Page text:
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Fp ro m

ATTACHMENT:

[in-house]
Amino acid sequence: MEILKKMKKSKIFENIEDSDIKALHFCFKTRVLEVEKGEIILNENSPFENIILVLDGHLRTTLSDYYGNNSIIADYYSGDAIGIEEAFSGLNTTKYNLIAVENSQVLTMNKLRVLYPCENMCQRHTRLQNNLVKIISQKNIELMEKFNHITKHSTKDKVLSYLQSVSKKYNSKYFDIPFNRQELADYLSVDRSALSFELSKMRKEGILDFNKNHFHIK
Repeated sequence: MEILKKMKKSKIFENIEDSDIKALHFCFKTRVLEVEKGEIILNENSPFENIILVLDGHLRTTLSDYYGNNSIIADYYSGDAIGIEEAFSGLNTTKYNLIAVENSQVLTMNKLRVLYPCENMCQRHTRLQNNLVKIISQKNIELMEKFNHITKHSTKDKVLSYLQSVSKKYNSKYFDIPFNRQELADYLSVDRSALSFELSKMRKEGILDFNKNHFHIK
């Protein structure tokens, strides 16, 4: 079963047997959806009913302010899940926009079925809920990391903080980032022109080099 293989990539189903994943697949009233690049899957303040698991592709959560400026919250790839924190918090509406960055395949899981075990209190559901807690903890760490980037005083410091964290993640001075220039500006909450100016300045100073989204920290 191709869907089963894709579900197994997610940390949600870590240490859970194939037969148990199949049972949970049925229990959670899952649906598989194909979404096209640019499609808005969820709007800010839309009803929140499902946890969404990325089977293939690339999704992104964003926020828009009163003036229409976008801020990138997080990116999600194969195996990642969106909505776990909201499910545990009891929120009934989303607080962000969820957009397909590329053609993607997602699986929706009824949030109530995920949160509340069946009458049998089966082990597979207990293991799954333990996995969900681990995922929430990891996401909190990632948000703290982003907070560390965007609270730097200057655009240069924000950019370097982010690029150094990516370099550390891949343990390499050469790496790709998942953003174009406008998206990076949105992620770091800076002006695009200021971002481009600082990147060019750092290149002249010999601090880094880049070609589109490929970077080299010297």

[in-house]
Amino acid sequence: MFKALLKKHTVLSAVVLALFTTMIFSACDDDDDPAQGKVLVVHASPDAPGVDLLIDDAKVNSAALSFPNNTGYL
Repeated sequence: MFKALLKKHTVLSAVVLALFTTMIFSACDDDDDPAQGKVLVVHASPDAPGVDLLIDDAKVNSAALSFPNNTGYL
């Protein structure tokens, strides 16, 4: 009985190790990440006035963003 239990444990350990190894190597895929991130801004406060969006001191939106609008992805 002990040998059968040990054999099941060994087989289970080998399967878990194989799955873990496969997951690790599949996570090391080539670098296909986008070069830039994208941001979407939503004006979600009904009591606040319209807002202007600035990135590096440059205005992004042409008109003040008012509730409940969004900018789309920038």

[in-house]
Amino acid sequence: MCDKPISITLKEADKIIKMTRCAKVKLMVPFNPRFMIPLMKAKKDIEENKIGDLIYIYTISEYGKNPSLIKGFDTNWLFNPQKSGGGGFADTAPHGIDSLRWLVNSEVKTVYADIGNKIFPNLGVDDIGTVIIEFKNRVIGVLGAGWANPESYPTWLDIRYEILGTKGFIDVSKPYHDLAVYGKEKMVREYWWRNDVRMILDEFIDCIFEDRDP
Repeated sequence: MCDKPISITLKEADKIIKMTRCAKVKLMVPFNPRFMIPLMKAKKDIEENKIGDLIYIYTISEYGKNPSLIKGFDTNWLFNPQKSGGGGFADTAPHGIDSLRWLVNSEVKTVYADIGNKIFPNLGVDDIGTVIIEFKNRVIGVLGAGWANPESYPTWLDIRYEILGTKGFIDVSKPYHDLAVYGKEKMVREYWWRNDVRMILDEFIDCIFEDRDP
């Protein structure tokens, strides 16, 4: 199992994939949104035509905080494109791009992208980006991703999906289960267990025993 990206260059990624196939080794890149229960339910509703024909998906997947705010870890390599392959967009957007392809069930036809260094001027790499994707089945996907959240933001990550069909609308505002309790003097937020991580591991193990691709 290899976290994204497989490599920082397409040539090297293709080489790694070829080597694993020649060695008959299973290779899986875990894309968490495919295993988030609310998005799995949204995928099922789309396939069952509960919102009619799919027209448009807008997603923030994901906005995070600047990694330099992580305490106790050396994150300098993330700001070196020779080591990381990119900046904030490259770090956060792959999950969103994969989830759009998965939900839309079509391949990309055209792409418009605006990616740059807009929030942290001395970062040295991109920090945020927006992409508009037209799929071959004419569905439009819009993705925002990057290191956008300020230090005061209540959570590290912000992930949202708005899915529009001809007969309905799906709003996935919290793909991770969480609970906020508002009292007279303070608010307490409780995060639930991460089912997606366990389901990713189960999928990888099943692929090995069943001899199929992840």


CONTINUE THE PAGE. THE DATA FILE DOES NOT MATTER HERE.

1. 1. Moldova’s Foreign Policy Statewatch Institute for Development and Social Initiatives „Viitorul” Cornel Ciurea Moldova’s Foreign Policy Statewatch represents a series of brief analyses, written by local and foreign experts, dedicated to the most topical sub- jects related to the foreign policy of Moldova, major developments in the Black Sea Region, cooperation with international organizations and pea- ce building activities in the region. It aims to create a common platform for discussion and to bring together experts, commentators, officials and diplomats who are concerned with the perspectives of European Integra- tion of Moldova. It is also pertaining to offer to Moldova’s diplomats and analysts a valuable tribune for deba- ting the most interesting and contro- versial points of view that could help Moldova to find its path to EU. The Republic of moldova foreign policy objectives in 2013 T he Prime Minister Vlad Filat statement that “2013 is a crucial year for the European course of the Republic of Moldova” sets a very high benchmark for the Moldo- van diplomacy ambitions. In 2013 the main goal is to complete negotiations of the Association Agreement, by the date of the Eastern Partnership Summit in Vil- nius in 2013, including provisions relating to DCFTA as an integral part and implementation of all provisions of the se- cond phase of the dialogue with the EU on visa liberalization. In fact, we can say that the Government has reviewed a little its priorities- if in 2012 the Foreign Minister Iurie Leancă was talking about visa liberalization by the end of this year as the ultimate goal, whose failure could cost him office in December, in 2013 the emphasis is on signing the Association Agreement, including free trade, and visa liberalization is an objective so- mehow immersed in uncertainty. Learning from past experien- ces, our diplomatic chiefs no longer make keeping their posts dependant on achieving these objectives. Nevertheless, the fa- ilure of these objectives in 2013, even for reasons beyond the Republic of Moldova, could greatly weaken the positions of the Foreign Ministry current team. Issue 59, January 2013 Board: Cornel Ciurea Cristian Ghinea Witold Rodkiewicz Hans Martin Sieg